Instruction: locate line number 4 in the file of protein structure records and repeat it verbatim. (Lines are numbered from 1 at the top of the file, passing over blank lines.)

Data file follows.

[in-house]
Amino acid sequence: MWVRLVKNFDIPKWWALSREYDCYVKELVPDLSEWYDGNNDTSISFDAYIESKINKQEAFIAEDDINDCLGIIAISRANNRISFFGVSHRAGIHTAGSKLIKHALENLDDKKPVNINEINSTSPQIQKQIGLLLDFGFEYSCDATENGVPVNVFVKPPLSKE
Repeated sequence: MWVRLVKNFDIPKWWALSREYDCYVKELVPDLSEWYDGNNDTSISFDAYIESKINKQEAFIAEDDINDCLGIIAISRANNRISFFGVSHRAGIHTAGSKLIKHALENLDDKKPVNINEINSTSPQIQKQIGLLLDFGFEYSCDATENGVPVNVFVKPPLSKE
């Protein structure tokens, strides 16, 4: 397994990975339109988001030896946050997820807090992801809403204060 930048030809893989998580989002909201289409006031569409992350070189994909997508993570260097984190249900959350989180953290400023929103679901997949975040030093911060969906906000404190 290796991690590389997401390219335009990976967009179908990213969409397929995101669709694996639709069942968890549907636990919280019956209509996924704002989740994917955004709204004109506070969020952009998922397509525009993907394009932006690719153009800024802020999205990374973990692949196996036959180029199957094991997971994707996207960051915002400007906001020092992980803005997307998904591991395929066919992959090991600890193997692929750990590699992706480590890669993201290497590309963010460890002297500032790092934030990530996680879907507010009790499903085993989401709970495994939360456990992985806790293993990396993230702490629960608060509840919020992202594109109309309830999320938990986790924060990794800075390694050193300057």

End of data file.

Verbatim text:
């Protein structure tokens, strides 16, 4: 397994990975339109988001030896946050997820807090992801809403204060 930048030809893989998580989002909201289409006031569409992350070189994909997508993570260097984190249900959350989180953290400023929103679901997949975040030093911060969906906000404190 290796991690590389997401390219335009990976967009179908990213969409397929995101669709694996639709069942968890549907636990919280019956209509996924704002989740994917955004709204004109506070969020952009998922397509525009993907394009932006690719153009800024802020999205990374973990692949196996036959180029199957094991997971994707996207960051915002400007906001020092992980803005997307998904591991395929066919992959090991600890193997692929750990590699992706480590890669993201290497590309963010460890002297500032790092934030990530996680879907507010009790499903085993989401709970495994939360456990992985806790293993990396993230702490629960608060509840919020992202594109109309309830999320938990986790924060990794800075390694050193300057």